64bit processors are not any different than there 32bit siblings as far as processing power, the only real advantage is Memory and file size. Instucttion size has nothing to do with being 64bit, it all has to do with memory and file size. These things mean little to desktop users.(not to be confused with high end workstations) 64bit processors will only gain significant speed if they make major changes in the architecture. The Itanium makes such a change, and it will surely be a performance powerhouse. AMDs Hammer is not a major architecture change, it is still CISC chip, and will not do much to benefit the common users. My whole point is this. Why change to something that offers little benefit and costs twice as much.(or 10 times as much in the case of the itanium.)
    It seems AMD may try to push 64bit computing to the desktop area with the Hammer, and i just dont see the point.
    Im worried Hammer could turn AMD int Apples twin brither. A good chip no one uses.

    By ua549 September 02, 2001, 11:05 AM

    quote:Originally posted by LostGod:
    I think some may miss my point.
    64bit processors are not any different than there 32bit siblings as far as processing power, the only real advantage is Memory and file size. Instucttion size has nothing to do with being 64bit, it all has to do with memory and file size. These things mean little to desktop users.(not to be confused with high end workstations) 64bit processors will only gain significant speed if they make major changes in the architecture. The Itanium makes such a change, and it will surely be a performance powerhouse. AMDs Hammer is not a major architecture change, it is still CISC chip, and will not do much to benefit the common users. My whole point is this. Why change to something that offers little benefit and costs twice as much.(or 10 times as much in the case of the itanium.)
    It seems AMD may try to push 64bit computing to the desktop area with the Hammer, and i just dont see the point.
    Im worried Hammer could turn AMD int Apples twin brither. A good chip no one uses.

    I don't think you can make a clear distinction between "desktop" and "workstation" machines using those outdated categories. Just as a "server" can be anything from a single proc P3 to a 64 proc P3 or a Cray. My old home desktop was a dual large cache P3 Xeon 500 w/2GB memory. I had a like machine I used as a home server and domain controller. I have since replaced both machines with a new dual Xeon 1.7 w/2GB memory. During preliminary testing I found that the procs still run near 100% utilization for hours at a time. I'm sure I can use the additional power offered by an Itanium processor with a larger memory model for my next home desktop.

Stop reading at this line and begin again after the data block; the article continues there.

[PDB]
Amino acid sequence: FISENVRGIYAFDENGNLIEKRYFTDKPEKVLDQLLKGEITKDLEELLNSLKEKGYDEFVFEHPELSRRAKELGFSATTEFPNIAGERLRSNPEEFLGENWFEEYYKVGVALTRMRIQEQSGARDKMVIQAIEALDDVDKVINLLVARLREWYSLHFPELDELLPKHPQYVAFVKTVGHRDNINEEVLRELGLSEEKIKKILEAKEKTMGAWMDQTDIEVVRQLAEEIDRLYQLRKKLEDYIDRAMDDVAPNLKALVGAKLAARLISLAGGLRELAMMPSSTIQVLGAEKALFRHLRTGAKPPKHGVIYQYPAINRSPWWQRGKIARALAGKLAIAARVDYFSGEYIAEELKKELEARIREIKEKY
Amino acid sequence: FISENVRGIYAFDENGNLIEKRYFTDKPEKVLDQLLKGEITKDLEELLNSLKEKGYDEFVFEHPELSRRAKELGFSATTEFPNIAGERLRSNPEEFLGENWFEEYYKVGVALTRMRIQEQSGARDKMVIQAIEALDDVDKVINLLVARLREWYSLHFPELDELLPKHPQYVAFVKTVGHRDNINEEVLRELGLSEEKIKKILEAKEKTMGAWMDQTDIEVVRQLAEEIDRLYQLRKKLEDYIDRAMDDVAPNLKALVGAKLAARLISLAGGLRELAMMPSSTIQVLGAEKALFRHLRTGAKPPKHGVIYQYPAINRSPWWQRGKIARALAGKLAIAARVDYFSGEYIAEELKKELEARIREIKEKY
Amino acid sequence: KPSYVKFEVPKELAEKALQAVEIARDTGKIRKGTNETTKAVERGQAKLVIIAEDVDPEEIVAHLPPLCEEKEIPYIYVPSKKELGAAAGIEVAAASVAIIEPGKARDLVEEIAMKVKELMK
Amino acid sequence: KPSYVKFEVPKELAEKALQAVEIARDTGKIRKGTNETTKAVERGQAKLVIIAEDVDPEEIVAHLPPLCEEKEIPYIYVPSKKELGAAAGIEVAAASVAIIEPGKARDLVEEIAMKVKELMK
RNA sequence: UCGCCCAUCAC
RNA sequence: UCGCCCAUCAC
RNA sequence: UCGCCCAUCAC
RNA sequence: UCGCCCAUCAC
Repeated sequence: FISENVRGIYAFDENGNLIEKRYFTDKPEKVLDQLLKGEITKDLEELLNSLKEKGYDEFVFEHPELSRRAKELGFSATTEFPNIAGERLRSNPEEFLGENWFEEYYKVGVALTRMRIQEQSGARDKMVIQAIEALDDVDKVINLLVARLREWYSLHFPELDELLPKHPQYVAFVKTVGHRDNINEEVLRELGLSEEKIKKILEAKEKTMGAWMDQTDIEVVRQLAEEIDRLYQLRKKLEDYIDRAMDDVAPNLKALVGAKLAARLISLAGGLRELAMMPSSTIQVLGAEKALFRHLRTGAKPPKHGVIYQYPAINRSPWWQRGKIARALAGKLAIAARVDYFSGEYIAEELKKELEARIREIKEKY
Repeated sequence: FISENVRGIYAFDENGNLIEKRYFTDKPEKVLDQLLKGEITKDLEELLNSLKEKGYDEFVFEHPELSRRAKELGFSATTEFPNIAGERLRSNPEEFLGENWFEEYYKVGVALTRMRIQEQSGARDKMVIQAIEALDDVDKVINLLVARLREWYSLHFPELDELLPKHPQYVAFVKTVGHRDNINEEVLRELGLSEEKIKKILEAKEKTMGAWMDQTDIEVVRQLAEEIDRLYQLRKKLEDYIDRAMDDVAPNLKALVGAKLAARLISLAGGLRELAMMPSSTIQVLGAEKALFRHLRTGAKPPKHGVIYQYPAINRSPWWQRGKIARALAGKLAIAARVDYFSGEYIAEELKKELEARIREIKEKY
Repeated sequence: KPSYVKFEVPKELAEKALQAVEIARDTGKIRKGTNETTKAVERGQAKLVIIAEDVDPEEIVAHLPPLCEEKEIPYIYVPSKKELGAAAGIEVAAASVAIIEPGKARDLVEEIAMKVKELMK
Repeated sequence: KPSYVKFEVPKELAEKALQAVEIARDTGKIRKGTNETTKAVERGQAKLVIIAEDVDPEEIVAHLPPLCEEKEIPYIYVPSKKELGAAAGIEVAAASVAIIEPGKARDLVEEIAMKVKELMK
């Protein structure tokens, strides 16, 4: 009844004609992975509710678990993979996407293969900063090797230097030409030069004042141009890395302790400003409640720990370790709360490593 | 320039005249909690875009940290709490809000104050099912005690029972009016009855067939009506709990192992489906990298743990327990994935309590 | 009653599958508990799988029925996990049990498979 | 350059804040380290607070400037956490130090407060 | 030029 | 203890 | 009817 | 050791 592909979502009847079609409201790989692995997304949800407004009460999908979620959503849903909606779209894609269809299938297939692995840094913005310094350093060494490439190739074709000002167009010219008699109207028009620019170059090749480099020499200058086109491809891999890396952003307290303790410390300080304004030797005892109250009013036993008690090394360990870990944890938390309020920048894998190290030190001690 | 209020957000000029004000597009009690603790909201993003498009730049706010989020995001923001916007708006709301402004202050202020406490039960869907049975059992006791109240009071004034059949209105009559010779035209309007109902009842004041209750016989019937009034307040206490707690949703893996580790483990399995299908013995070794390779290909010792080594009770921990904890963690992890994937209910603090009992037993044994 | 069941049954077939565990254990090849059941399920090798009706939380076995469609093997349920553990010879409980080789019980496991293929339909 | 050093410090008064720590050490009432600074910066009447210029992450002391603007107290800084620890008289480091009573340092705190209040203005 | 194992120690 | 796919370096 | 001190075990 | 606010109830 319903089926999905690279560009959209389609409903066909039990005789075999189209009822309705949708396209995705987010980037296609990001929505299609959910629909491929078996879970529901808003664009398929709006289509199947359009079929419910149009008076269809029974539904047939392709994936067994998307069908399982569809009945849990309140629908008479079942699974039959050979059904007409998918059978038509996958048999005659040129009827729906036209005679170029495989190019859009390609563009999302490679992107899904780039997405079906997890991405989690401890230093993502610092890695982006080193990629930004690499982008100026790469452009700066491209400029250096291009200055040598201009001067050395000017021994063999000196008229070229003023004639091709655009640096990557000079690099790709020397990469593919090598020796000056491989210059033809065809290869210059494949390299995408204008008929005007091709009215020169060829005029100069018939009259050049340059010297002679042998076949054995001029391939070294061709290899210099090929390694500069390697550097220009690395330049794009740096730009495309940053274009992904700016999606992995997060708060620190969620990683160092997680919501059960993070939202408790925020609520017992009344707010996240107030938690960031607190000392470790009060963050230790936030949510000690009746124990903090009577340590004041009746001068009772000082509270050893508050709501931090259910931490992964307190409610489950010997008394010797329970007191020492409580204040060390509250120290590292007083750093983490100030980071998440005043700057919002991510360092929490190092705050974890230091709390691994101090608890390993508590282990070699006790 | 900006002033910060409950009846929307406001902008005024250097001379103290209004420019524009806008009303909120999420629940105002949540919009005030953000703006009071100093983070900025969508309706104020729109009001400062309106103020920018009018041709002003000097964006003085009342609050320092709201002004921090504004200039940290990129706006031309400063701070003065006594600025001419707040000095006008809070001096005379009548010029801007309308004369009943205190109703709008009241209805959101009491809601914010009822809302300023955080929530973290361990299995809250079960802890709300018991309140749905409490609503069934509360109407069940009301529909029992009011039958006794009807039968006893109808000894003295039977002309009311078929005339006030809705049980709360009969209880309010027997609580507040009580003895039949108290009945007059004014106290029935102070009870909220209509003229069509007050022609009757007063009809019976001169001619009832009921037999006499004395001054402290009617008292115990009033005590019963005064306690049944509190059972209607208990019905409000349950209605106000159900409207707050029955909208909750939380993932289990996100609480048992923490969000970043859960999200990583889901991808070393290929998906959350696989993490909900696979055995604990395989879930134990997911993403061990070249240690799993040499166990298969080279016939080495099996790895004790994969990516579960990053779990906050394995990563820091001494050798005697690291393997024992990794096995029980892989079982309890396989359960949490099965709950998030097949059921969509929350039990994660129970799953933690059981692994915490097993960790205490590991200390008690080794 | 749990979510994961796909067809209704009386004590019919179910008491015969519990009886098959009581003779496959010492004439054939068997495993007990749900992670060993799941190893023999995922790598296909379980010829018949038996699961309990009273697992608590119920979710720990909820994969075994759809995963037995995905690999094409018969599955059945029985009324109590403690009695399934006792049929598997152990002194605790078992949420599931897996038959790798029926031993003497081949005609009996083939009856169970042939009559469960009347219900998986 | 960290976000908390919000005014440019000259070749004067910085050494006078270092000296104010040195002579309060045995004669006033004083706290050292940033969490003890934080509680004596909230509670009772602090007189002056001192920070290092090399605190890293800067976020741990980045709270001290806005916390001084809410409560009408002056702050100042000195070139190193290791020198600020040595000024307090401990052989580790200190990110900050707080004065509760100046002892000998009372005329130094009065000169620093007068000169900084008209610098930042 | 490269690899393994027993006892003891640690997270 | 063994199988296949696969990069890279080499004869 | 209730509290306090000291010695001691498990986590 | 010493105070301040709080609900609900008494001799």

BTW - I am retired. My biggest application is SQL Server for my home automation system.

    By Adisharr September 04, 2001, 01:08 PM

    quote:Originally posted by ua549:
    I don't think you can make a clear distinction between "desktop" and "workstation" machines using those outdated categories. Just as a "server" can be anything from a single proc P3 to a 64 proc P3 or a Cray. My old home desktop was a dual large cache P3 Xeon 500 w/2GB memory. I had a like machine I used as a home server and domain controller. I have since replaced both machines with a new dual Xeon 1.7 w/2GB memory. During preliminary testing I found that the procs still run near 100% utilization for hours at a time. I'm sure I can use the additional power offered by an Itanium processor with a larger memory model for my next home desktop.

    BTW - I am retired. My biggest application is SQL Server for my home automation system.

    What types of things are you doing with your home automation system?

    By ua549 September 04, 2001, 05:11 PM

    quote:Originally posted by Adisharr:
    What types of things are you doing with your home automation system?


    Food inventory and managementMeal planning, receipes and cookbooksEnvironmental control (HVAC)SecurityAccounting - AR, AP, GL, Inventory, TaxesFinancial modelingOffice 2000Backoffice 2000FTP ServerWeb ServerPOP3 Post OfficeDNS ServerProxy ServerNAT ServerDomain Controller

    My old system ran Win2k Server, build 2195. My new system runs Whistler Server beta 2, build 2462.